3 years ago

Surrogate hosts: Hunting dogs and recolonizing grey wolves share their endoparasites

Surrogate hosts: Hunting dogs and recolonizing grey wolves share their endoparasites
Understanding how closely related wildlife species and their domesticated counterparts exchange or share parasites, or replace each other in parasite life cycles, is of great interest to veterinary and human public health, and wildlife ecology. Grey wolves (Canis lupus) host and spread endoparasites that can either directly infect canid conspecifics or their prey serving as intermediate hosts of indirectly transmitted species. The wolf recolonization of Central Europe represents an opportunity to study parasite transmission dynamics between wildlife and domestic species for cases when a definitive host returns after local extinction – a situation equivalent to a ‘removal experiment’. Here we investigate whether the re–appearance of wolves has increased parasite pressure on hunting dogs – a group of companion animals of particular interest as they have a similar diet to wolves and flush wolf habitats when hunting. We compared prevalence (P) and species richness (SR) of helminths and the protozoan Sarcocystis to determine whether they were higher in hunting dogs from wolf areas (ndogs = 49) than a control area (ndogs = 29) without wolves. Of particular interest were S. grueneri and S. taeniata, known as ‘wolf specialists’. Five helminth and 11 Sarcocystis species were identified, of which all helminths and eight Sarcocystis species were shared between dogs and wolves. Overall prevalence and species richness of helminths (P:38.5% vs. 24.1%; SRmean:0.4 vs. 0.3 species) and Sarcocystis (P:63.3% vs. 65.5%, SRmean:2.1 vs. 1.8 species) did not differ between study sites. However, hunting dogs were significantly more likely to be infected with S. grueneri in wolf areas (P:45.2% vs. 10.5%; p = 0.035). The findings suggest that wolves indirectly increase S. grueneri infection risk for hunting dogs since cervids are intermediate hosts and occasionally fed to dogs. Furthermore, a periodic anthelminthic treatment of hunting dogs may be an effective measure to control helminth infections regardless of wolf presence.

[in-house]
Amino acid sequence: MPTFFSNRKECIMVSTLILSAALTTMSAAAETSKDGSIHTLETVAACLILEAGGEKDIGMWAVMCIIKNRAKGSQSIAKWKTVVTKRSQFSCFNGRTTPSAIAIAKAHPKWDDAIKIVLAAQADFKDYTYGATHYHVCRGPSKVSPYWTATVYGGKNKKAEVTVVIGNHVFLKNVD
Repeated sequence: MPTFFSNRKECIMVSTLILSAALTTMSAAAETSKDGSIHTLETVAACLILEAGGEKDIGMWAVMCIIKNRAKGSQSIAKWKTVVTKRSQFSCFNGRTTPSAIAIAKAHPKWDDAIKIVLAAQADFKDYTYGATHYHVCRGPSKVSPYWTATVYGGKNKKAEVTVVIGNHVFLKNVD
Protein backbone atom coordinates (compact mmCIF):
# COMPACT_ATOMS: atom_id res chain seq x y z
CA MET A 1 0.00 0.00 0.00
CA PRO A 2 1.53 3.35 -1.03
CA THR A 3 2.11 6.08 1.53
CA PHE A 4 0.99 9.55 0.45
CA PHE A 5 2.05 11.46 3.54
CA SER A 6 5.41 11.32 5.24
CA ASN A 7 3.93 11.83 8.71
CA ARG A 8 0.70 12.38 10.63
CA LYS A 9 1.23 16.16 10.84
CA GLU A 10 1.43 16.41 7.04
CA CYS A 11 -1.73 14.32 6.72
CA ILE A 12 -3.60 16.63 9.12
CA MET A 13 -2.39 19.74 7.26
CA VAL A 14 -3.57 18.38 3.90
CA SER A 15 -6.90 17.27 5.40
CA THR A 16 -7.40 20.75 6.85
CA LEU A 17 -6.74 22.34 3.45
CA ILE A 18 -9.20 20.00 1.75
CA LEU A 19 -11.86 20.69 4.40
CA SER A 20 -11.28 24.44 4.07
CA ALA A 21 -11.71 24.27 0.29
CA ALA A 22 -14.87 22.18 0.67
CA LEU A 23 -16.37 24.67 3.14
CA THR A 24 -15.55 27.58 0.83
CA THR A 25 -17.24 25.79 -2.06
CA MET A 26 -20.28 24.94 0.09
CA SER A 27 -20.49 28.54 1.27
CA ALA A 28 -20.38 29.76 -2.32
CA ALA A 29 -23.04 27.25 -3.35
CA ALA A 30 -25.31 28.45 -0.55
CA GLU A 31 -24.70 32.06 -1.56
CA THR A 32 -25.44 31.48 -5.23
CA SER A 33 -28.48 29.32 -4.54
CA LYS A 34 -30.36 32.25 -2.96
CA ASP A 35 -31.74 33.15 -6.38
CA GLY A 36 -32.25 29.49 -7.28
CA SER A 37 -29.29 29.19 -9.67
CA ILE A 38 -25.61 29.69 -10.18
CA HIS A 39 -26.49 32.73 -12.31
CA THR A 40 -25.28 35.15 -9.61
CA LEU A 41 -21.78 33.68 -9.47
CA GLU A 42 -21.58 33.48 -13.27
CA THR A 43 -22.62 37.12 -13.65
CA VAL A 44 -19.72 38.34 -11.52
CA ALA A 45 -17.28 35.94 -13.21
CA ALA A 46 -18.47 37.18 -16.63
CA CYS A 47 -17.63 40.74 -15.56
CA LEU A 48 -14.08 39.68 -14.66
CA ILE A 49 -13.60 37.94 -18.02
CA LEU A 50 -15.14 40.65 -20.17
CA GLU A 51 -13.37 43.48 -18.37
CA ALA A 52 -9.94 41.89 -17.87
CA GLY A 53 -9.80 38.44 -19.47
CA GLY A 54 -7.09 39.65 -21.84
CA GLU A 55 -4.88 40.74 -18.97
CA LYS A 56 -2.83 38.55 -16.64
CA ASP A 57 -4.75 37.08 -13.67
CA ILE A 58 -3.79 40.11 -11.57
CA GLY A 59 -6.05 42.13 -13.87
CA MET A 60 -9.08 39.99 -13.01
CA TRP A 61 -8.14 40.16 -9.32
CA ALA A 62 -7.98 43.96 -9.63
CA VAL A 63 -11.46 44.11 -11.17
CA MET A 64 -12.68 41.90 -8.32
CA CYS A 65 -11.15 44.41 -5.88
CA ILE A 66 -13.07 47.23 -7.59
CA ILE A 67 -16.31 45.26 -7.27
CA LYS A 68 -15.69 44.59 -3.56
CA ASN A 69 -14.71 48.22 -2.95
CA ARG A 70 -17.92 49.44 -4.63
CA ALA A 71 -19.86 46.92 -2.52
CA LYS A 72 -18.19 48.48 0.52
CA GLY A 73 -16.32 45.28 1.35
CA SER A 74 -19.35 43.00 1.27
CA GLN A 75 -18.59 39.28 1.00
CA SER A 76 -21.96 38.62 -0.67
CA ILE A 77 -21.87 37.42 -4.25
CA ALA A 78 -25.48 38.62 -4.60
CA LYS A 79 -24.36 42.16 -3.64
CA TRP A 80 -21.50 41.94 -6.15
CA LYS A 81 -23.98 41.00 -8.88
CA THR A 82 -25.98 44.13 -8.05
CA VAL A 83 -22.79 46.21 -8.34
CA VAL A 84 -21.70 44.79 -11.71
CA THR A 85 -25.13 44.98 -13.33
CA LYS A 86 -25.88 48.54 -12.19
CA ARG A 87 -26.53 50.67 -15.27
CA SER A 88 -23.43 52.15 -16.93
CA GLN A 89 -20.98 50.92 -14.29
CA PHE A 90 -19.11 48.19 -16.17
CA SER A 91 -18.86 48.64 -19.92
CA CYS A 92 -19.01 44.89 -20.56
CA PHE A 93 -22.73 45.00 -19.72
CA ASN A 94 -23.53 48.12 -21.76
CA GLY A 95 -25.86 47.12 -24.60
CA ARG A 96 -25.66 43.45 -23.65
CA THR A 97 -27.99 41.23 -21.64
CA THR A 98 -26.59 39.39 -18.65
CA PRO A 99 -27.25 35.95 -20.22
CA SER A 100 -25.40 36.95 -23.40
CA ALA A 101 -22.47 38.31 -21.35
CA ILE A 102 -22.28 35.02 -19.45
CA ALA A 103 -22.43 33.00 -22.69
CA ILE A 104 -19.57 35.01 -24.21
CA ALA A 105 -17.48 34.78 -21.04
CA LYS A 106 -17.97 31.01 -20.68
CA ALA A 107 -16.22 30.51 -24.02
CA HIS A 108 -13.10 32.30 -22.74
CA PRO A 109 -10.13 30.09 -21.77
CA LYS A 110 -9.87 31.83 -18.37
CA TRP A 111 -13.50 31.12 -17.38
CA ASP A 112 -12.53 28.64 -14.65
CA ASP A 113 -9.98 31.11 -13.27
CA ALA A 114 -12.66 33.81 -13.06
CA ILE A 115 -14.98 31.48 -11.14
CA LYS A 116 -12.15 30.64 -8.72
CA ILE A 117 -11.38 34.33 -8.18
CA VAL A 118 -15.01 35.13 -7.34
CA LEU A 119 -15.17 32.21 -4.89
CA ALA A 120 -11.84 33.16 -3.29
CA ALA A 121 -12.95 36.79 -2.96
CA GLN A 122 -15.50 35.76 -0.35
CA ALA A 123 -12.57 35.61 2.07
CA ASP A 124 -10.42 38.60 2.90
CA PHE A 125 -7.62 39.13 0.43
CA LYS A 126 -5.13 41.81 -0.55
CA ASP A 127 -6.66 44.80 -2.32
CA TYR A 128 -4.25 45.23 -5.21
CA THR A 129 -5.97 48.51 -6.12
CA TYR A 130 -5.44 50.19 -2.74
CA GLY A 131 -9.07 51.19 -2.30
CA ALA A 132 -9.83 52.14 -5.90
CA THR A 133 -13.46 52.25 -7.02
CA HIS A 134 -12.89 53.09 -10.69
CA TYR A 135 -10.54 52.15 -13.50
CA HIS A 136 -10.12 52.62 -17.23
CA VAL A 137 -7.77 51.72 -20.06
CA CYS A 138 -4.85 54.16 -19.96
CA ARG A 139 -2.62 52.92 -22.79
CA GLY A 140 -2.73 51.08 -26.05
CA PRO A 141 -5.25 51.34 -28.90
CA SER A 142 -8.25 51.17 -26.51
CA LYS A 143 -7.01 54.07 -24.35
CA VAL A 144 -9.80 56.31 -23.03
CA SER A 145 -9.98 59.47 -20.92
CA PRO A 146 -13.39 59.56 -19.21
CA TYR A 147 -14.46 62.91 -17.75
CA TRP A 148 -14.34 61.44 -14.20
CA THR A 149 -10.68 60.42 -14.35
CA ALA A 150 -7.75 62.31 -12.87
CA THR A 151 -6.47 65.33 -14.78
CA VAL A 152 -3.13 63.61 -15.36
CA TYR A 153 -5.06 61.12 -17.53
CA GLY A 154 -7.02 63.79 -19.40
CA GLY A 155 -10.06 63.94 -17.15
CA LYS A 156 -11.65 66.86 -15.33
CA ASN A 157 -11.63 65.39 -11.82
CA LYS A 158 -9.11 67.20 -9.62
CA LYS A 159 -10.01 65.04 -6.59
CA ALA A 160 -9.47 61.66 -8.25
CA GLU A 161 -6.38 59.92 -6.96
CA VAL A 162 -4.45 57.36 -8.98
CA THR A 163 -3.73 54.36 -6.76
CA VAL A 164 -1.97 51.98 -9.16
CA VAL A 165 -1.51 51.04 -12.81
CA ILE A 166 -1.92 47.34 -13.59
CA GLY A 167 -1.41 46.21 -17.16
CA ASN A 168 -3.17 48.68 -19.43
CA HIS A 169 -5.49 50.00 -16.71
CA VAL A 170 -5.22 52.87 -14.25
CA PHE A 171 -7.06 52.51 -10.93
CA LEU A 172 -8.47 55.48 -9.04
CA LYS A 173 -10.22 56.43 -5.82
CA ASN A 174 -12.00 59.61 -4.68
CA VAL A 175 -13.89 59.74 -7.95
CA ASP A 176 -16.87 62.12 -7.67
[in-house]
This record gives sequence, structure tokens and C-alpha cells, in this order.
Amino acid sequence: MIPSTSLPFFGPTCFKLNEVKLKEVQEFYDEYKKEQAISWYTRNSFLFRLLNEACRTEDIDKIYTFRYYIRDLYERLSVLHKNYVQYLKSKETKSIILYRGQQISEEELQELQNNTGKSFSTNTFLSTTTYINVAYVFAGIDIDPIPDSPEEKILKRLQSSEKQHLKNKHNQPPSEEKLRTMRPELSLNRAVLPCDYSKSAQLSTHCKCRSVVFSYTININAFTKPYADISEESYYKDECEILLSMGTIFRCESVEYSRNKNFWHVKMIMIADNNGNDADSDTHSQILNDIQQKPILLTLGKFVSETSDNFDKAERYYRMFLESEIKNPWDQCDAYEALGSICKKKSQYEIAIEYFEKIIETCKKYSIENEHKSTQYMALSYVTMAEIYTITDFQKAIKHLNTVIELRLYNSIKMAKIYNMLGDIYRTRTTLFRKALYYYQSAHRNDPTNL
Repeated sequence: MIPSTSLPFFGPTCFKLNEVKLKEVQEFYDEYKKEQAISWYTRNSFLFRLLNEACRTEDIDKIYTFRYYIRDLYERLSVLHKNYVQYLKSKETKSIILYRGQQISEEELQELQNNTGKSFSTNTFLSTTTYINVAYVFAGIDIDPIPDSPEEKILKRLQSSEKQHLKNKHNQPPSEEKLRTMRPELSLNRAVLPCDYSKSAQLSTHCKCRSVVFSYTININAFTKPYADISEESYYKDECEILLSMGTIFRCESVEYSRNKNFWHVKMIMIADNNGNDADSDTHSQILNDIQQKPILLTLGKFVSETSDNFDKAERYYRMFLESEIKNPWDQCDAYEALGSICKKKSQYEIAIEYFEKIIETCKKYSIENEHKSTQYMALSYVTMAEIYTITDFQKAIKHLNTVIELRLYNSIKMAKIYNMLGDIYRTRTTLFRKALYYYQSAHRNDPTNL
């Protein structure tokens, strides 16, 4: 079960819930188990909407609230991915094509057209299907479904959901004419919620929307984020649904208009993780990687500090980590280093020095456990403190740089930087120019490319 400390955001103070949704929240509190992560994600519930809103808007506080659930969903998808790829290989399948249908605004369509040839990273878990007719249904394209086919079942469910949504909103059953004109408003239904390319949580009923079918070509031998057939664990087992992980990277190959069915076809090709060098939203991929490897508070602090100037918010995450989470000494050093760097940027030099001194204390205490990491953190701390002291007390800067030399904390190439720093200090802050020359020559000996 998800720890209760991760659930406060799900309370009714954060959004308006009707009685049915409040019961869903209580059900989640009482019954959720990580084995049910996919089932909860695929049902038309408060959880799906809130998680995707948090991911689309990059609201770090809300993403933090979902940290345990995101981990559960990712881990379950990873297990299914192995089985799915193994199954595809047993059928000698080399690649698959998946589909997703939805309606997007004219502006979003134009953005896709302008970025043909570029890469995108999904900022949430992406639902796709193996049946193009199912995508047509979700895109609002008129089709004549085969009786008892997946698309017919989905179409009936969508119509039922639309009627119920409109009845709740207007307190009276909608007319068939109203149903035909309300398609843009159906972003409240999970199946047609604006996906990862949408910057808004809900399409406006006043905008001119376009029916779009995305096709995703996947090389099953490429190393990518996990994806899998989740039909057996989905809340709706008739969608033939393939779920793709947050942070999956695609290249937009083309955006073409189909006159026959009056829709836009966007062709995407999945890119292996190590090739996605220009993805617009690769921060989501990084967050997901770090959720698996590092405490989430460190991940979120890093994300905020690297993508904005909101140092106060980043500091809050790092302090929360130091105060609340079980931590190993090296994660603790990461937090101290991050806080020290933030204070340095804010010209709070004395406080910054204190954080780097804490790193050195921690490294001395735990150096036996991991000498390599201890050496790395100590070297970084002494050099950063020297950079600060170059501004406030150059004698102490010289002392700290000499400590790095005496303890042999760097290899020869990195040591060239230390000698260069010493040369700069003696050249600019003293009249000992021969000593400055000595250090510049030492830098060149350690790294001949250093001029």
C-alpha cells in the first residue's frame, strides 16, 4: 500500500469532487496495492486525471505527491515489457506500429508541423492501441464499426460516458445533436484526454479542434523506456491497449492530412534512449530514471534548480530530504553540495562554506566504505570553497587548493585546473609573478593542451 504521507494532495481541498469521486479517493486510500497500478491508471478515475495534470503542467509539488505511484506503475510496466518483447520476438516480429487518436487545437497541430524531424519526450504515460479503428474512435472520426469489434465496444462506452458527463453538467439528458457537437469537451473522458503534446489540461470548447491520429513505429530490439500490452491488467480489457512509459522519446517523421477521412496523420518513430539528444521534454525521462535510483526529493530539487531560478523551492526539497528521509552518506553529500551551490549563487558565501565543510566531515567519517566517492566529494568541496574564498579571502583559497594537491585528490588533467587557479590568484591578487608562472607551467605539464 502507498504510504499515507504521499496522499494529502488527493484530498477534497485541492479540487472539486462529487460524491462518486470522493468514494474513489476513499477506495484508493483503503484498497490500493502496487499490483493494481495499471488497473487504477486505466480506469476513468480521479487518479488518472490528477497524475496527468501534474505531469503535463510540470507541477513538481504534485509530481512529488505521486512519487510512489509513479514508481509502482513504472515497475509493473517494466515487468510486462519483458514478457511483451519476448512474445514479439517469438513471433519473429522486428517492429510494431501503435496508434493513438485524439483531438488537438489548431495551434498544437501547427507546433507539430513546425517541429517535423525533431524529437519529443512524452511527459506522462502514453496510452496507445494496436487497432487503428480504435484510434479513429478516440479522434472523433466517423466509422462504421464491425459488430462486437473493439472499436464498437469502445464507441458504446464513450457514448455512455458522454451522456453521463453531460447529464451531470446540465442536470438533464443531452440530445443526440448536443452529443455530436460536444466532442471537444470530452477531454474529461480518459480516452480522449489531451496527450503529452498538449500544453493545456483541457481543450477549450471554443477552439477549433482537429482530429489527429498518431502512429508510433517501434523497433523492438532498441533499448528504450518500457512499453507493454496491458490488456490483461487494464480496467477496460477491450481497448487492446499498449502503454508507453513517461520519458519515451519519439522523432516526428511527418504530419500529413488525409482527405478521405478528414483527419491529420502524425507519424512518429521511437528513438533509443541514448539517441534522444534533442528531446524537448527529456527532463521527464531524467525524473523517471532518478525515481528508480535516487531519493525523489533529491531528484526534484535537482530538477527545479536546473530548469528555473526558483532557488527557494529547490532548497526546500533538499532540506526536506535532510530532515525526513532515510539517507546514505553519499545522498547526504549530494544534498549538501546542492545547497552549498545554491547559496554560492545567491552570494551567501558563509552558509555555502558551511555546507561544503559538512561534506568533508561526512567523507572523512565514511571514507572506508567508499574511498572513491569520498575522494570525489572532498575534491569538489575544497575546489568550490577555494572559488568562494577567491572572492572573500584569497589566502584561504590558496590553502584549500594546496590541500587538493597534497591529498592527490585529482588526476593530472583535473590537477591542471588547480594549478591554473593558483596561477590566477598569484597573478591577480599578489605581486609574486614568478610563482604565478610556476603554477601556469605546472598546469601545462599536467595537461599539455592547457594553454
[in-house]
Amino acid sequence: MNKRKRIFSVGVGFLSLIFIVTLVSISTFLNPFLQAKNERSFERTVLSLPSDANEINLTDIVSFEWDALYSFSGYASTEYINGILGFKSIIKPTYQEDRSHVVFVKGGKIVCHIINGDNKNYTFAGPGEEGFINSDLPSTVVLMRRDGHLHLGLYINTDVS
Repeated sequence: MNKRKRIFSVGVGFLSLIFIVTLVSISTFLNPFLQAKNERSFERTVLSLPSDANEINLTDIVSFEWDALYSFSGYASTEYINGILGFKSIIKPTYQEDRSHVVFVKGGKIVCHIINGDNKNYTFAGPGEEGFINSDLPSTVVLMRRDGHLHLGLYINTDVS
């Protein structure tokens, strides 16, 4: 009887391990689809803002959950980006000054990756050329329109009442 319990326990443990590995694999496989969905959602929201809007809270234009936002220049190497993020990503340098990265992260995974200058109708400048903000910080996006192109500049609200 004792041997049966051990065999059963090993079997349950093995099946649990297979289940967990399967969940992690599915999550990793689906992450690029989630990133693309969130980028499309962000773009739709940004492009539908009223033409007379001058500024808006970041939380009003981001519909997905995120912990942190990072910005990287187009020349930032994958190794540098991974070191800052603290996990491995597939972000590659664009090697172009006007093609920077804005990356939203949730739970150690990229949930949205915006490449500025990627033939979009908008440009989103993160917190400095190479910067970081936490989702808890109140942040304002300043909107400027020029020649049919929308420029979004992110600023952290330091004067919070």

Publisher URL: www.sciencedirect.com/science

DOI: S2213224417300718

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